But rather than fix the bug, or reward Miller for reporting the bug as Microsoft and Facebook do, Apple suspended the veteran Apple hacker from its iOS Developers Program for at least a year.

Miller told another Twitter follower that although he knows he violated Apple's Terms of Use, he was confused by the timing. "I doubt the TOS lets me do any of the crap I do. So why boot me now?"

In the past, Miller has performed even darker tricks, like demonstrating an SMS processing vulnerability that compromised the iPhone and the battery in a MacBook, and hacking Safari in under 10 seconds. Prior to Accuvant, Miller spent five years working for the National Security Agency.

We've seen plenty of malware on Android, but that's mostly because the Android Market accepts virtually any app and later plucks out the bad weeds. This is a scary first on iOS. Learn more about different types of Android malware and our favorite mobile security products with How Android Malware Makes Money.
Read also

iPad-toting snowboard created in tribute to Jobs

The folks at Signal Snowboard have a deal called Every Third Thursday where they take time out of their busy board-making day to create something utterly strange, awesome, or otherwise never having been done before – and this week they’re bringing the heat with a custom iShred snowboard with built-in iPad in tribute of the recently deceased Steve Jobs. What they do here is to start with the raw materials, cut down some ABS for the top with an iPad hole, add an aluminum base, and away they go! All of this is done with CNC machines to precise cuts all around – but will the tricks they perform once the board is done have the iPad surviving the falls?

In the bottom of the board is a beacon that lights up, and unlike some boards, this one has no additional edges, just the aluminum base. The light-up logo in the base is what you might recognize as a wi-fi signal, but in fact its the non-text version of Signal Snowboards own mark, and yes, it does light up just like the Apple does on the back of your MacBook. Stainless steel conductors working with batteries inside the board make for a light-up experience only when the boarder has certain points connected – in other words, you don’t have to flip any on/off switch when you’re down in the lodge sipping on some cocoa all bundled up in front of the fire.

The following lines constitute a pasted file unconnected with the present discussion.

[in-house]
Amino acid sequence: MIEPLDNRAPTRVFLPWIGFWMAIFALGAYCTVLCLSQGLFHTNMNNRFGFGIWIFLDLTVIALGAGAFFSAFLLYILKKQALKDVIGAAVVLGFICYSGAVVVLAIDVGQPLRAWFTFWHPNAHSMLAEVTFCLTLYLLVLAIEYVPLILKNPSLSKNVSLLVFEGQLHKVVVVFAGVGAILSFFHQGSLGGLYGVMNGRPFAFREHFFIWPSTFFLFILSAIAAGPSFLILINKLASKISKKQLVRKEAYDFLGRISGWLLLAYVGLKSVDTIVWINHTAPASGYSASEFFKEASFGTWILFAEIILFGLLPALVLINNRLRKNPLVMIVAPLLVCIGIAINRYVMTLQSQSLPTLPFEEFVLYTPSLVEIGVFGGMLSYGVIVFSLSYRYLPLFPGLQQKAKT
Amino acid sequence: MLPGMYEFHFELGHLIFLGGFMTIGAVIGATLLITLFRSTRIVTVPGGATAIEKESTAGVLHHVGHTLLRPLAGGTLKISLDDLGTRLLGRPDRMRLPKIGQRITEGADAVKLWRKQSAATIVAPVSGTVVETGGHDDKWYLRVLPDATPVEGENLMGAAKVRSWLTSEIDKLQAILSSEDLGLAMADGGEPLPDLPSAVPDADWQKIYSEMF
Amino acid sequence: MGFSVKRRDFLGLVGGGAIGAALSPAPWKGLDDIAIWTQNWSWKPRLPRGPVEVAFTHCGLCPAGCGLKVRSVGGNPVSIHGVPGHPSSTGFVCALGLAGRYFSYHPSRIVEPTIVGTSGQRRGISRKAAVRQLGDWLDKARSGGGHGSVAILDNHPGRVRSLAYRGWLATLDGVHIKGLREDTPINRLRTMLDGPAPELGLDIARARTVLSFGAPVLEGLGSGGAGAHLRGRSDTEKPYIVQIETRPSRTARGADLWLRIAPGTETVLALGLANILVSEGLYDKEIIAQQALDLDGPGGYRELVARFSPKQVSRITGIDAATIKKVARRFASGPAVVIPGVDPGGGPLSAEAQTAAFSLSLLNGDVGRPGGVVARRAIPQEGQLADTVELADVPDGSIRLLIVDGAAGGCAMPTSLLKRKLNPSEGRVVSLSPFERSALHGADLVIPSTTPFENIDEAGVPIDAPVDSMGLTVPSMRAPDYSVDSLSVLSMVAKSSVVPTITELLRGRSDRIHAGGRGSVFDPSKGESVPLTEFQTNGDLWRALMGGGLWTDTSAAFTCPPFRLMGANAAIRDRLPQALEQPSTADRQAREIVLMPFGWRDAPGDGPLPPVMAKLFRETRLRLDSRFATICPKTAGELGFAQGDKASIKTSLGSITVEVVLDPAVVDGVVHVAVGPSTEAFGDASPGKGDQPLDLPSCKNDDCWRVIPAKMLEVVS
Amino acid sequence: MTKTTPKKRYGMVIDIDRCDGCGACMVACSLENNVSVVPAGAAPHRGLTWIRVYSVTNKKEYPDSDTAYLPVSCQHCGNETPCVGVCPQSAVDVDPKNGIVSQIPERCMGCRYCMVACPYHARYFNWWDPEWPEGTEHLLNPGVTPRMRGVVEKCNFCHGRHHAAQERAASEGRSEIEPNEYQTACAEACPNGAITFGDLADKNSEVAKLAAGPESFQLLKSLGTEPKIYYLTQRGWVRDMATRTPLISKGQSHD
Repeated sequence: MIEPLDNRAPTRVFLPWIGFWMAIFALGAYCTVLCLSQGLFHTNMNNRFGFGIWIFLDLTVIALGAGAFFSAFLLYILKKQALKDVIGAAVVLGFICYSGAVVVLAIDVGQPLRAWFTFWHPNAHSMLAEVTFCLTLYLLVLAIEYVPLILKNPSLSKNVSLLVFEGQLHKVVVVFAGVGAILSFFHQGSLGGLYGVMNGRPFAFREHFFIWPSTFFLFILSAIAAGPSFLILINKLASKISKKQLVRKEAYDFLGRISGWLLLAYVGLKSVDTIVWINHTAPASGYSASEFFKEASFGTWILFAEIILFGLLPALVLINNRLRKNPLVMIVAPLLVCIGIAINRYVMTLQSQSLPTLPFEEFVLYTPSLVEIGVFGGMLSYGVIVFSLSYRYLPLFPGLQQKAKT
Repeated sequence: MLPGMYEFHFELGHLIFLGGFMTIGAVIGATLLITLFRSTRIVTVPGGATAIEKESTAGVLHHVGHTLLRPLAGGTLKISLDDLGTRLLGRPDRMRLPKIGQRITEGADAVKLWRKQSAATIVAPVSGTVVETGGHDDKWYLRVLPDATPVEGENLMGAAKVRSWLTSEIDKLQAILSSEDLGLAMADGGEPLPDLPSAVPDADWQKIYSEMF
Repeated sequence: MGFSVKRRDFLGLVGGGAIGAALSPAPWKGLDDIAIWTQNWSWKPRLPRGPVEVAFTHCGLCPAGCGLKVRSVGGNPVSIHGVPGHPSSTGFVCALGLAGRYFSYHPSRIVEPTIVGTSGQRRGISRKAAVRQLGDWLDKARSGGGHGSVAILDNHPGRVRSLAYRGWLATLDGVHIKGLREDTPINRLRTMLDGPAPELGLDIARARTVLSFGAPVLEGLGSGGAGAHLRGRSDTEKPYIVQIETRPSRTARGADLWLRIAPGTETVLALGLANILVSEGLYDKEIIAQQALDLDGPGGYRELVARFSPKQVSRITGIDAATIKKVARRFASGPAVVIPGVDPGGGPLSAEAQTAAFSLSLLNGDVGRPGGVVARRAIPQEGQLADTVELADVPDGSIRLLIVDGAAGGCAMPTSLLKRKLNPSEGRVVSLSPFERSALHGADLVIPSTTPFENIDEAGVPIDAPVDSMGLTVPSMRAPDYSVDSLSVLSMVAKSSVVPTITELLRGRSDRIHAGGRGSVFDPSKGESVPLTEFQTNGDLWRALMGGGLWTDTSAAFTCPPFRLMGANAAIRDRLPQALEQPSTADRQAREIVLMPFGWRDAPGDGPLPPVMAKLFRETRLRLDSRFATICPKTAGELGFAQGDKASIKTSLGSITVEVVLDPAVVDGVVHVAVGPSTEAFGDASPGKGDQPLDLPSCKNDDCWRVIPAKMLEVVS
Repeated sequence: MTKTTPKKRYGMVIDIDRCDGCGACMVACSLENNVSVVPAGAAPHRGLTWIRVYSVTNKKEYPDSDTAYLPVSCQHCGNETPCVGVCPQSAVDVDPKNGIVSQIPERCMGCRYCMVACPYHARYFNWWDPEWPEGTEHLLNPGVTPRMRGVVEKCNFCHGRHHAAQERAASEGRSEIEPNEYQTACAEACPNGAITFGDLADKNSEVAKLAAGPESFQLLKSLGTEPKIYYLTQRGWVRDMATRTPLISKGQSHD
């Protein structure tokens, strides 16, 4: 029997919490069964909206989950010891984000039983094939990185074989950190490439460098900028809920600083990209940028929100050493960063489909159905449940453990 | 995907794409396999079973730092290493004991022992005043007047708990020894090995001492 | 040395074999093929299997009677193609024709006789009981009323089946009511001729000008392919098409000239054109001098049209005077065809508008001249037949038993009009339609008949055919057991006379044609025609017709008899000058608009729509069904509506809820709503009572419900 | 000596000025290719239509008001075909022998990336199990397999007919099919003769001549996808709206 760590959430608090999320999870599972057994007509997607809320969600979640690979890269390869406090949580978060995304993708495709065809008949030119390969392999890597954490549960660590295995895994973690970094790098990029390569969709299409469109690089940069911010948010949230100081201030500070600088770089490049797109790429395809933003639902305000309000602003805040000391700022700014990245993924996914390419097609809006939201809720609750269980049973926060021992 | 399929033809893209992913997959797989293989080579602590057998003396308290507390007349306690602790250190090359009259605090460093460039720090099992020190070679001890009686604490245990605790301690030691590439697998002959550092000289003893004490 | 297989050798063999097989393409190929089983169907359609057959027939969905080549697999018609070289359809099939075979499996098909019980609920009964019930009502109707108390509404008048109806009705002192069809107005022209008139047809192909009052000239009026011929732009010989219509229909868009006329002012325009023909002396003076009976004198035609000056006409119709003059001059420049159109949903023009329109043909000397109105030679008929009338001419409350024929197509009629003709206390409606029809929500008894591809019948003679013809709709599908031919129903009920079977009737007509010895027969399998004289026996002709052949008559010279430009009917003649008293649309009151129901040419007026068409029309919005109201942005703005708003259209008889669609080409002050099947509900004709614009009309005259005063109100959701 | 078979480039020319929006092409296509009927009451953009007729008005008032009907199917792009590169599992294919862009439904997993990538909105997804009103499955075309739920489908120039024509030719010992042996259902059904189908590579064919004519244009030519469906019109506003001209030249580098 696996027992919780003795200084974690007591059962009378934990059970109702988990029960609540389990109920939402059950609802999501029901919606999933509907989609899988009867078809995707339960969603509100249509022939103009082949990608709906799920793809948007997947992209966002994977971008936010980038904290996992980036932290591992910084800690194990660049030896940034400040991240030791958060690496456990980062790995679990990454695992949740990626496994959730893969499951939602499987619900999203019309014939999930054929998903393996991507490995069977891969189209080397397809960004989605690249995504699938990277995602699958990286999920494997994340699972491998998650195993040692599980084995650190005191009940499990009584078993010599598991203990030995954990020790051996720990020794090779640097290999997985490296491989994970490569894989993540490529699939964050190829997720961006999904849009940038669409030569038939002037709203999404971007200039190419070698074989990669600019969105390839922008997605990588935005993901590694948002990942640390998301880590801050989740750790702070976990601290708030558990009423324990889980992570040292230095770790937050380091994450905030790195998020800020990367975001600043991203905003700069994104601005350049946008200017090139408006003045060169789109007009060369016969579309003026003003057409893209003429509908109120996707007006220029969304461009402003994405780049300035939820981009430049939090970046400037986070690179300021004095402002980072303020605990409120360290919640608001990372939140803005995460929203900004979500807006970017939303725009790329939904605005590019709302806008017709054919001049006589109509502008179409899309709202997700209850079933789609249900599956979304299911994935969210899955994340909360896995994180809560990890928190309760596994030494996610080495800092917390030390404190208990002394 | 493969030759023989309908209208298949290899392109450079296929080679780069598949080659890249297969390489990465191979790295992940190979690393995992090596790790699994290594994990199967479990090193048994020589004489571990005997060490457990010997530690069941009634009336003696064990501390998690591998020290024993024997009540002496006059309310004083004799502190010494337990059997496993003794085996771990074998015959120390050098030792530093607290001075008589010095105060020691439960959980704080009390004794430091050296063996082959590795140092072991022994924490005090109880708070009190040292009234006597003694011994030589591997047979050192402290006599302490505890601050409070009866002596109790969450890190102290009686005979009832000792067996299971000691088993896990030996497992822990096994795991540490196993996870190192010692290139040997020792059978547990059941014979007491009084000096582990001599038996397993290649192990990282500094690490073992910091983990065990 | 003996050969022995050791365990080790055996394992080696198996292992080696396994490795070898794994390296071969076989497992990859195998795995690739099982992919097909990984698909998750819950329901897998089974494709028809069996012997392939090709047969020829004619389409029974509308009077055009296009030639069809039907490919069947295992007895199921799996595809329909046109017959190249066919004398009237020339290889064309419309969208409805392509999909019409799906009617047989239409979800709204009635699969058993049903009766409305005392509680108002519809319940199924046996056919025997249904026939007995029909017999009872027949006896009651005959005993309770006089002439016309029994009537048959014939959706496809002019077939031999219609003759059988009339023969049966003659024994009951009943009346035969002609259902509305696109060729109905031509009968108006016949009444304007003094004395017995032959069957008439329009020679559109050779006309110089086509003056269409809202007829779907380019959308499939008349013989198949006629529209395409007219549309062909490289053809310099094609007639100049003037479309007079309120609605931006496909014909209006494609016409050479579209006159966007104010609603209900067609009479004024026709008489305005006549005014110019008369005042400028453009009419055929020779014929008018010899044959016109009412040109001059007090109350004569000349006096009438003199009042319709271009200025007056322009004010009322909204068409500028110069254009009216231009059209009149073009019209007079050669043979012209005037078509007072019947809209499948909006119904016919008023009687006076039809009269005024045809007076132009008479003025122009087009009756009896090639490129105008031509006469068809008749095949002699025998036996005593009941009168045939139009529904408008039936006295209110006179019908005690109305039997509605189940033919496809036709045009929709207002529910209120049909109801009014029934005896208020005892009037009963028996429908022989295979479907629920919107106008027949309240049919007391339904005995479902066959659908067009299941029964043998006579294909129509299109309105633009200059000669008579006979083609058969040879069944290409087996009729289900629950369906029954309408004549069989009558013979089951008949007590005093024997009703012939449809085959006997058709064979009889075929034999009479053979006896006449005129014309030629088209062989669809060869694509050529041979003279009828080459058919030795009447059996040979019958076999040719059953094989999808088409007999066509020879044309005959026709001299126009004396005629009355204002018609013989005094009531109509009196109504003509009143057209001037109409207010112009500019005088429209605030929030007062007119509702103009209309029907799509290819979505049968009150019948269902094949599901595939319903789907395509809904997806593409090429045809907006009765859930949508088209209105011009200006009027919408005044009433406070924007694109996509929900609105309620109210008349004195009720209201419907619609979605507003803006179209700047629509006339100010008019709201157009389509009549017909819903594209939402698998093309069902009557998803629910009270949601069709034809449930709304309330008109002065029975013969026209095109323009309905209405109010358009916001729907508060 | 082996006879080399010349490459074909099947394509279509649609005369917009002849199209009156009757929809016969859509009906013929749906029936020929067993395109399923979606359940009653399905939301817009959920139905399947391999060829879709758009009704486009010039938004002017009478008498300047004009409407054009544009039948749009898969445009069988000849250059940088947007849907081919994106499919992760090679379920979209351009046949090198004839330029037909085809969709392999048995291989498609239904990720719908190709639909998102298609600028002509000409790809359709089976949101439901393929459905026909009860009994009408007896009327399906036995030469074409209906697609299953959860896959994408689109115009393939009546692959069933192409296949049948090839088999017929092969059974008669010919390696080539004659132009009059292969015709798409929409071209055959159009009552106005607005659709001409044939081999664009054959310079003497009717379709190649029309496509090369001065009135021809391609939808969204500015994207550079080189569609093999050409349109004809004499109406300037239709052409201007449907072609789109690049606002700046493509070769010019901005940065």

Have a peek at how they fail again, and again, and again with the lights, then have the connection sit in the foot strap, making sure the whole board looks sleek as possible like an Apple product aught to be. This board ends up being as heavy as an anchor and isn’t turnable basically in the least, but does end up being fantastically slick for speed. Then the iPad is in there as well and can be controlled by the user while it remains in the board. Facetime works perfectly, mind you, as well. Play some music videos if you get stuck in the tundra.
Read also

Learn the truth about your food: new iPhone app can help

You're late for class and you want to grab something healthy on your way out the door.

Preparing anything will take too long so you open your cabinet and grab a Special K cereal bar.

Healthy, right?

Wrong, at least according to the new iPhone application Fooducate.

Fooducate is an app created by Hemi Weingarten, a high technology executive and father of three who found it difficult to make rational decisions about what to feed his family.

Weingarten decided to do a little research on health and nutrition and he, along with a team of parents, dieticians and technologists, created a take anywhere, personal grocery advisor for people and their families.

The application allows people to scan the barcode of a product and then shows them its food grade, the number of calories and the percentage of people who like the item.

Fooducate tells people what is misleading about the product and lets them see alternate choices as well as compare their item with another item they may want.

It lets people see the information manufacturers don't want them to notice.

"We want people to make food choices based on full disclosure," Weingarten said. "The more people know, the better food they will eat, the more the food industry will make an effort to improve."

The fooducate system is graded on a system that looks at the products' nutrients, ingredients, category and processing.

The lowest grade a product can receive is a D, and the highest is an A.

That Special K bar mentioned earlier received a D on the Fooducate app.

The app advises consumers that the bar contains trans-fats, even if the label says zero; it is not 100 percent whole grain; there are 2.5 teaspoons of sugars per serving; and only a tiny amount of real fruit.